A University of Hawaiʻi at Mānoa engineering professor has been selected to serve in the role of research ambassador by the German Academic Exchange Service. Department of Mechanical Engineering Assistant Professor William E. Uspal joins nine other individuals who will promote research opportunities in Germany within their professional community, university or organization and discipline.
Research ambassadors qualified for the program after previously conducting a long-term research project in Germany at the doctoral level or above. Before joining UH Mānoa in 2018, Uspal worked as a postdoctoral associate at the Max Planck Institute for Intelligent Systems in Stuttgart, Germany. He was motivated to apply for the research ambassador position because of his unique experience of moving between the European, North American and Pacific research communities, where he observed a disconnect.
“Although research today is globalized and digitized, I was surprised to find some disconnection between the European and American communities—not only in personnel exchange and collaborative projects, but also in research approaches, awareness of recent findings and collective scientific understanding,” Uspal said. “We could find new synergies in research by making new connections between these communities.”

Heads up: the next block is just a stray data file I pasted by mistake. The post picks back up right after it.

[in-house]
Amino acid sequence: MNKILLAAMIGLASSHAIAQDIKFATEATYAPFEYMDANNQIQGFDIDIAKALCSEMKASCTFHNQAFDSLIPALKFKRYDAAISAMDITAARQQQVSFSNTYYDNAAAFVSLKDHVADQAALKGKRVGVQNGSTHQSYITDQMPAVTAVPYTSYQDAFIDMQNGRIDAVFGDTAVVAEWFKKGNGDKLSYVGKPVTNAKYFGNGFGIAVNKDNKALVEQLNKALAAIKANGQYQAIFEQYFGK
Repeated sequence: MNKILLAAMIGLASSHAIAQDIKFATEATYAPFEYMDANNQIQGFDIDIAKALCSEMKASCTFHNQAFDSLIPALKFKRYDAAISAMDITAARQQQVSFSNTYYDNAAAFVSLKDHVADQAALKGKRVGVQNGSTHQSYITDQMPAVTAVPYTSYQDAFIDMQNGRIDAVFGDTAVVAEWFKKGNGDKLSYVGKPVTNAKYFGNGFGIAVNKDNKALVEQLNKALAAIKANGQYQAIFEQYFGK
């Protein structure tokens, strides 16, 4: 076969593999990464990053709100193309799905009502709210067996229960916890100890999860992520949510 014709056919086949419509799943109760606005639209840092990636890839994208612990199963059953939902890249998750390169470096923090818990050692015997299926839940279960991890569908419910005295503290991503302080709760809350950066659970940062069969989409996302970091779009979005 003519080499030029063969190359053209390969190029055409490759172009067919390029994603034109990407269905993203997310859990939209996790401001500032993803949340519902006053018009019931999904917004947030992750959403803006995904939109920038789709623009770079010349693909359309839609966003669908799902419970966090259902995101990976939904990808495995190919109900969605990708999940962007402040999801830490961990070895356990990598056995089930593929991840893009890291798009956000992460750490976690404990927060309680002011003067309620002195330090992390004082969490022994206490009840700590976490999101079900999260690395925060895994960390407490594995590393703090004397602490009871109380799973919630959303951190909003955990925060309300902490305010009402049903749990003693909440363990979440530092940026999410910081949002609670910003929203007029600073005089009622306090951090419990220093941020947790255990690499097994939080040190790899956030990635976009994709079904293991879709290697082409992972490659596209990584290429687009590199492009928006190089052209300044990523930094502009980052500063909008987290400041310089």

In August, Uspal and the nine other research ambassadors participated in a two-day seminar in New York, addressing the latest developments in German higher education and research. They were also briefed on the many funding programs available to North American scientists and academics interested in conducting research in Germany or initiating collaborative projects with German colleagues. Uspal and the other research ambassadors are now serving as liaisons for the German Academic Exchange Service at their respective campuses in the U.S. and Canada to promote research opportunities in Germany among their colleagues, peers and students.
“Through public events and one-on-one advising, I am eager to share information across the University of Hawaiʻi System regarding funded research and internship opportunities for undergraduate and graduate students, like RISE—Research Internships in Science and Engineering,” Uspal said. “If I had been aware of programs like that when I was a student, I absolutely would have applied.”